How I Got to Know a Place and a People Nobody Cares About: Flint

Remembering a Forgotten Flint
Abandoned building with graffiti, text reading “Christian Jubilee Baptist Church, Rev. Jake Hare Pastor”

Dear Reader, 

I won’t bore you with the history of Flint because I don’t know it, and anything I put here would be a rehash of Wikipedia. So, I’ll spare you. My story is one of observation, experience, and heartfelt sympathy for the native residents of the area and surrounding county. 

For most in Metro Detroit, Flint is a pass-through city along I-75 as you trek up north to lakefront cottages or a weekend in Mackinaw. If you’re a hockey fan, maybe you’ll head to the Dort Financial Center to take in a Firebirds game. There’s very little else drawing visitors to the city. Flint has been all but forgotten over the last few decades for a litany of reasons, owing to the loss of manufacturing jobs, loss of population, and a breathtaking decline in quality of life. Yes, I’m aware the Flint Water Crisis briefly turned the city into a household name in 2014, but even that was a riff on the fact that Flint has become an afterthought to the ruling elites of the state. And to virtually everyone else too.

My awareness of Flint occurred at or around age 10 in the mid-1980s, when General Motors began closing its automotive plants. Growing up in the suburbs of southeastern Michigan, I wasn’t sure where Flint even was. I knew it wasn’t too far away, as my father had friends in the United Auto Workers who had lost their jobs. Economic distress lingered in the air like a fog. My father, himself a union worker in the building trades, was often upset about it. As an impressionable boy, I felt his sense of anxiety and urgency. 

Years later, Michael Moore made his supremely overrated documentary Roger & Me, highlighting the plight of former Flint autoworkers. I read it more like a mockery of working poor residents of the city, while simultaneously celebrating the famous former Flint residents who had escaped. In my teenage years in the early 1990s, my only experiences in Flint were occasional hockey tournaments at the aforementioned Dort Arena, then known as Perani Arena, located right off I-69. I never explored Flint city proper at all.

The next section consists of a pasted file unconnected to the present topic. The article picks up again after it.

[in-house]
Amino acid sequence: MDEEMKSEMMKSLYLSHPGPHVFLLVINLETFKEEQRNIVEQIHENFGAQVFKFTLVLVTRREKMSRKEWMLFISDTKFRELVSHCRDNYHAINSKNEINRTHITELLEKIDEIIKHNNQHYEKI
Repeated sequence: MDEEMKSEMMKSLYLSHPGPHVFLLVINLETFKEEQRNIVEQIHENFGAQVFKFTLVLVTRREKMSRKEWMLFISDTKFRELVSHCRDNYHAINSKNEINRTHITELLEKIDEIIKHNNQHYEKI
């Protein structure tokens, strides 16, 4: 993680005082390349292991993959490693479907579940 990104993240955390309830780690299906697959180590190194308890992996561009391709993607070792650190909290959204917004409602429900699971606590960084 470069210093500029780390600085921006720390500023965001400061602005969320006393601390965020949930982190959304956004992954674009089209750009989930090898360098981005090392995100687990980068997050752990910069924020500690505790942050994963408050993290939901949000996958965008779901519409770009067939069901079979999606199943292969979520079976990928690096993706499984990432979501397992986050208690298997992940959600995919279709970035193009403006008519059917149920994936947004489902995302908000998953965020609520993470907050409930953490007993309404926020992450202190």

It never occurred to me that one day I’d plunge into its depths, yet, in 2002, I found myself working on its crumbling and decaying streets. Very dystopian, and that was before “dystopias” were a Hollywood trope. Open lawlessness, buildings abandoned, boarded up, hollowed out, or burned to the ground. The odd collision of nature crashing into an urban cityscape. Lawns uncut with knee-high grass, trees growing up through the cement driveways, and mold climbing on the sides of homes. 

The lack of police presence was an alarm constantly blaring in my head as I worked surveillance. Oddly, the adrenaline from being a white suburbanite, working in such a criminally hazardous area, fostered a bizarre clarity that heightened my senses and became addictive. Surveilling a target in Flint is a game of cat and mouse, but with the cat being a fish out of water on the mouse’s turf. 

The most obvious black eye for the city is the MTA transit terminal, known more simply as “The Bus Station.” I’ve surveilled multiple targets who travel there, mostly by foot to buy drugs or sex. The terminal operates as a gateway for vice, which is ironic given that it’s located within walking distance of the Flint Police Department. In one instance, I was forced to enter the station, drawing considerable unwanted attention. Even dressed discreetly as a wanna-be gangster, I was easily spotted as an outsider, most likely because I wasn’t strolling like an extra from the Walking Dead. The hyper awareness of everyone inside was optically visible. I was forced to exit, as it appeared my presence was likely to attract violence.

Surveilling a target in Flint is a game of cat and mouse, but with the cat being a fish out of water on the mouse’s turf.

During a second instance, I entered the terminal looking for a police informant known on the street as “Ivan the Russian,” a local drug dealer and diminutive white boy who often cooperated with police as a means to operate unscathed. I managed to speak to a couple people aware of his whereabouts, before I noticed most of the inhabitants had escaped the terminal. They vaporized into thin air like Nightcrawler from X-Men.

After both interactions, I felt none of my normal disgust towards criminality, but instead a sort of odd fascination, maybe even appreciation, for the sort of subterranean existence that those remaining in Flint have been forced to undertake—literally scattering at the sight of any outsider. It’s an odd way to live, and after two decades’ worth of these types of interactions, my Flint adventures have given way to heartfelt understanding for the economically depressed residents of the area and a realization that nobody else seems to care. Not at a city or state level, not at a national level, not even at a human level.